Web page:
Showing posts from January, 2020

Expanding Your D&D Setting's Campaign Guide

Last July, we explored how to build a campaign guide for our unique Dungeons & Dragons setting. Of utmost importance was a solid description of the world, a brief timeline, a lightly-detailed map, a set of tenets that define the world, multiple race and class points of origin, and a basic pantheon. If we enjoy worldbuilding, though, we can continue to expand our guide. Sure, some players might not read all fifty pages of our world bible, but that’s why we usually write a one to three page summary of our campaigns before we start them. This campaign guide is for us and players deeply invested in the lore of our world. We write it to further develop our world and help those who want to build characters who are connected to it. So, without further ado, let’s learn how we can expand it with examples from my world, Eldar. Other Continents Campaign guides usually focus on a single region or continent of our world. Before diving into it, we should quickly explore the rest of

Don't Be Afraid of Using Powerful Foes in D&D

Our Dungeons & Dragons campaigns are littered with creatures. Some are weak: crafty kobolds, gibbering goblins, or wailing harpies. Others challenge our parties: militaristic barbed devils, zealotus drow, or angry froghemoths. A select few, in the grand scheme, stand above the rest: ancient dragons, sinister pit fiends, or megalomaniacal liches. As Dungeon Masters, we shouldn’t be afraid of using the latter, powerful foes in our D&D campaigns. As players, we should understand the role these powerful foes take. DMs can use powerful foes in a variety of ways. They can be the big bad villain of a campaign, a backdrop in the campaign, or a message that the world is dangerous, unpredictable, and real. A crazed ancient gold dragon could be the campaign’s primary antagonist, interfering with the party using divination spells such as scrying. Despite the party not being anywhere near strong enough to battle the gold dragon, it can still play a role in the story. A cult of w

Examining Rise of Tiamat

The pre-written modules and adventures for fifth edition Dungeons & Dragons aren’t for everyone. Some people love, play, and swear by them. They use them because they enjoy them, don’t have enough time to create a story of their own, or they don’t want to. And that’s okay. For those of us who do enjoy weaving tales of our own, in our free time or on slow days at work, these modules are fountains of lore, plot hooks, characters, monsters, twists, and fantastic locations. They can be used by us for the betterment of our hand-crafted stories. However, they can be long and some folks might not want to read them if they’re not running the adventure. Well, that’s where Best Bits comes in. Welcome to the second Best Bits article, a series in which we pick through the pre-written adventures of Dungeons & Dragons, mining the coolest pieces of them for use in our own games and worlds. Previously, we went over Hoard of the Dragon Queen, the first hardcover module for fifth edition.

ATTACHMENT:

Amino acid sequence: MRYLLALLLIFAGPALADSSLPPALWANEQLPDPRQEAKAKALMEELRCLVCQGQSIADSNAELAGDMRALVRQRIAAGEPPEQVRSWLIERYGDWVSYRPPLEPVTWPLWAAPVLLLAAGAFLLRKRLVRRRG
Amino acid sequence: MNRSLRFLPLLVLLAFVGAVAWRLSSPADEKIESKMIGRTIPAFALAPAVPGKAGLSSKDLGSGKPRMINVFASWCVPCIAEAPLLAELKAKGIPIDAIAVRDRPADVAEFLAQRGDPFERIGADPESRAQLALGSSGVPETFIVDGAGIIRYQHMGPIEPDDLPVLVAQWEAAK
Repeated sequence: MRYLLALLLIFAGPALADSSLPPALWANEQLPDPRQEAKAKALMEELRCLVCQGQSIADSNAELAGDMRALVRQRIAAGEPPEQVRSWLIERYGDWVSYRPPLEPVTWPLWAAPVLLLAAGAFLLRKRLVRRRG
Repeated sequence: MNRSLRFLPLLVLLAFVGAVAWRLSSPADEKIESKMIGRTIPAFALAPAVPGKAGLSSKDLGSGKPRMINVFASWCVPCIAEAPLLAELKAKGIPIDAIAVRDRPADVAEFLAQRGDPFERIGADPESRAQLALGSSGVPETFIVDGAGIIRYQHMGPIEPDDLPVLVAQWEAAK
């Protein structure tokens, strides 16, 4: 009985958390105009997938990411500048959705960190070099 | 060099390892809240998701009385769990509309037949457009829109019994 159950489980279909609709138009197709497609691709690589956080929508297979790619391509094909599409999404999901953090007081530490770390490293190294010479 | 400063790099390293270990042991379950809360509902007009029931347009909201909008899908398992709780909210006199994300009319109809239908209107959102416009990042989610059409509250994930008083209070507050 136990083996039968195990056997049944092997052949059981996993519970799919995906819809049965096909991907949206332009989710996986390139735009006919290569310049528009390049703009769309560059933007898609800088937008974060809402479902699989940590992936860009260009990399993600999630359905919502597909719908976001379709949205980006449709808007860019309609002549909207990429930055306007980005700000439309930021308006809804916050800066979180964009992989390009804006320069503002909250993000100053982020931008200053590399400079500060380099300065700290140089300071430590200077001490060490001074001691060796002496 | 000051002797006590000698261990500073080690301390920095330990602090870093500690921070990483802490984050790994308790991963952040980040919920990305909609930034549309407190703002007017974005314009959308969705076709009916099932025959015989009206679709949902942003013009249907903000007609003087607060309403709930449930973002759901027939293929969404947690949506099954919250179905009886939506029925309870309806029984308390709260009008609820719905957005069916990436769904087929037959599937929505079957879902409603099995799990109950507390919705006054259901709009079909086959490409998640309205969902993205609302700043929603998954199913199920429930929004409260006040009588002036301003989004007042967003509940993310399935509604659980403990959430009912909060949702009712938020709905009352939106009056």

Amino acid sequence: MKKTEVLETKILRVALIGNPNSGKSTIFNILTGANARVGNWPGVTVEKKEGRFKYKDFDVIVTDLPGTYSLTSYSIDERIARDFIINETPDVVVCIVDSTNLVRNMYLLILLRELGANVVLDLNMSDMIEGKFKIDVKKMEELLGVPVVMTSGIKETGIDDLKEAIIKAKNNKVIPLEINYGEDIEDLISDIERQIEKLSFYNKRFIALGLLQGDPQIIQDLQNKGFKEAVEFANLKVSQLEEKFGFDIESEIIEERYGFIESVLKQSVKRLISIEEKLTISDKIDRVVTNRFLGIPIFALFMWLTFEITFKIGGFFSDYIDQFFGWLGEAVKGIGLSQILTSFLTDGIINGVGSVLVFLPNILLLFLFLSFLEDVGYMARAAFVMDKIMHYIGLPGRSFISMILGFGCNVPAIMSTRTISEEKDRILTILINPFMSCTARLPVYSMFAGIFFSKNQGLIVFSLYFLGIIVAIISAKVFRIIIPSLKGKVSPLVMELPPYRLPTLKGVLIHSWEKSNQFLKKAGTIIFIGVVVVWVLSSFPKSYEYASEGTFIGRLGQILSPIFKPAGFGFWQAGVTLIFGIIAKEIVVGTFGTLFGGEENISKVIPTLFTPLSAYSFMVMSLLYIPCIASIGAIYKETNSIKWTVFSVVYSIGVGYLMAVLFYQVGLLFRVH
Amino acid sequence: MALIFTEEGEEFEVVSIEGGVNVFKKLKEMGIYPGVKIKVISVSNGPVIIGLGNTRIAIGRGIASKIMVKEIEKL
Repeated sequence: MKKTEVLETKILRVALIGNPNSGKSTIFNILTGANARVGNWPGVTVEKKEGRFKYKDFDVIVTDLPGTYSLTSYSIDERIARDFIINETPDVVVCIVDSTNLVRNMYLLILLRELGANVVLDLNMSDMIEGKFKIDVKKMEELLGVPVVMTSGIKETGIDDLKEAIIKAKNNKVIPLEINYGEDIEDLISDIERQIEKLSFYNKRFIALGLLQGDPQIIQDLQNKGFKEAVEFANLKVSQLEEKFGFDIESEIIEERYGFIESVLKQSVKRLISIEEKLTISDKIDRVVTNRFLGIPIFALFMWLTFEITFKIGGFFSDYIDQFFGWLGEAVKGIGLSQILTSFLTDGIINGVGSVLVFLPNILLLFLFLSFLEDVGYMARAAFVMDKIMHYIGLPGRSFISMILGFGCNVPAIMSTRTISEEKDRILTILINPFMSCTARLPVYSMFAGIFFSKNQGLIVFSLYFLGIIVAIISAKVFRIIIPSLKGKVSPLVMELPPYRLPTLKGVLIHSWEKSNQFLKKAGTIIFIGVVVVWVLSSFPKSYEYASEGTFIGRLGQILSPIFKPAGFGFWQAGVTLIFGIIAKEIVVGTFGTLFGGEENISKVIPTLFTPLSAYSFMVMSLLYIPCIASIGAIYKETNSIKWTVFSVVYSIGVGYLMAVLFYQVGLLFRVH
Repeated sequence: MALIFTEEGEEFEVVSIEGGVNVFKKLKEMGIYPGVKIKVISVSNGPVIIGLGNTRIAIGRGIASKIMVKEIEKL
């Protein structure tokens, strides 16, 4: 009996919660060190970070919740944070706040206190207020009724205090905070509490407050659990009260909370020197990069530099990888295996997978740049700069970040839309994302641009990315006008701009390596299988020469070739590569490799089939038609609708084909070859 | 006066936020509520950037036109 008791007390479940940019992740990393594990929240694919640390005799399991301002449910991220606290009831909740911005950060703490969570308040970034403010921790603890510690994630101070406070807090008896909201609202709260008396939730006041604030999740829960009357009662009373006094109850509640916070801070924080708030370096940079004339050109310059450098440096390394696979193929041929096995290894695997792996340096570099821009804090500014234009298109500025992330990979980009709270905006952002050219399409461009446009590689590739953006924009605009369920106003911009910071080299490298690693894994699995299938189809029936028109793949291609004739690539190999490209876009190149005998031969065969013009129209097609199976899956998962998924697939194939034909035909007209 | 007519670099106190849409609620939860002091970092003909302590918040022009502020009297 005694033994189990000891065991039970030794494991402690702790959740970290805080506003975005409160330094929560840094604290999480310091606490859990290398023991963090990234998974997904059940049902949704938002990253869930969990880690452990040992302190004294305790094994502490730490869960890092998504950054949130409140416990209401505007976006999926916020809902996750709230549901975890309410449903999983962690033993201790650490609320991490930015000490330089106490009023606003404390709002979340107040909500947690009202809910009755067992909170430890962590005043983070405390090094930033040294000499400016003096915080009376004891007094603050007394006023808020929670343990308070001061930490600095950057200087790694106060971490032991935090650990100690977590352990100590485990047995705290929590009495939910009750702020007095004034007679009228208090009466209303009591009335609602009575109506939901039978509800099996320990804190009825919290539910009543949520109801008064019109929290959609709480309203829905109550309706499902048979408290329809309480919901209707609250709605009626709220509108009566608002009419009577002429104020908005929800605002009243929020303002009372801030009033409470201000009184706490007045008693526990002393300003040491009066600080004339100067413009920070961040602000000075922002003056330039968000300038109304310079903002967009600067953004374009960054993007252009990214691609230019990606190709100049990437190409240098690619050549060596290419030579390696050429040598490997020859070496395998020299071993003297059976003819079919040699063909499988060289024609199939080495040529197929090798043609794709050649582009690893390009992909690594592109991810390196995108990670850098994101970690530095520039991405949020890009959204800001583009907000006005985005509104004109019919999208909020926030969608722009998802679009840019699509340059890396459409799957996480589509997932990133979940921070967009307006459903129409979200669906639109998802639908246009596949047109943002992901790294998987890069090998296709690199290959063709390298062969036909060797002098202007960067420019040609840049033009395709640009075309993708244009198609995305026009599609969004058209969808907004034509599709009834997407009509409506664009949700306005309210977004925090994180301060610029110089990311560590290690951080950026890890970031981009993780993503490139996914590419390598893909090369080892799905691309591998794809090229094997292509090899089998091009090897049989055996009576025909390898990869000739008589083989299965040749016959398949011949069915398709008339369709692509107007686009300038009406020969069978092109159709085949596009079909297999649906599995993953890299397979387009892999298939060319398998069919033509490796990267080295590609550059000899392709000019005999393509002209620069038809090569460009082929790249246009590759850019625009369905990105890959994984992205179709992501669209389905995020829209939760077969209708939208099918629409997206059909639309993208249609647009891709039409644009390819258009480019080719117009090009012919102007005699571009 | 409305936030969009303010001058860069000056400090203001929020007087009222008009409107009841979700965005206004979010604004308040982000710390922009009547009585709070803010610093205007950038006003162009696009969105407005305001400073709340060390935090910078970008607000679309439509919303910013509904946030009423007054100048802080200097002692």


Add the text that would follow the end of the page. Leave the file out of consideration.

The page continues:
Interview With a Dungeon Master: RJ

From the beautiful country of America to the wondrous deserts of Egypt, Dungeon Masters help spread the joy of Dungeons & Dragons to folks young and old. D&D doesn’t care about our age or occupation, where we live or where we went to school; it only requires a mind that’s open to imagination, creativity, and collaboration. These types of minds are becoming more common as D&D continues to grow in popularity, mostly thanks to those who create worlds and host epic games: Dungeon Masters. There are tens of thousands of Dungeon Masters in our world, each with a distinct style of play. Some enjoy pitting their players against impossible trials of combat. Others take on a hundred different roles in one campaign, from a biting jester to a maniacal balor demon. However, none of these styles trump the others. Instead, they give others ideas on how to improve or spice up their unique Dungeon Master mind. By learning how others Dungeon Master, how they began, and how they’ve b

How to Build a Unique Culture for D&D

Atop the harrowing heights of the Isen’s Maw, frost giants peer over the vast sea of grinding ice floes, whaling ships, and winter wolves on the hunt. They know an invasion from the depths is coming, they saw the future — a blessed boon handed to them by their mysterious oracle. In the nightmarish Usanni Fissure, battalions of sahuagin ready their chilled tridents, dragonscale armor, and trained narwhals. The frost giants’ grip over them is already strained — this assault will be their undoing. A clash between these two distinct cultures is moments away. Who will emerge victorious? Being unique cultures, each has their own set of strengths and weaknesses developed over many years of growth and destruction. Whether we know it or not, we all strive to create unique cultures for our Dungeons and Dragons world. Rarely do we directly tear a group or people from Earth or another setting and toss it into our games. Instead, we subconsciously take what we like and mesh it with aspects of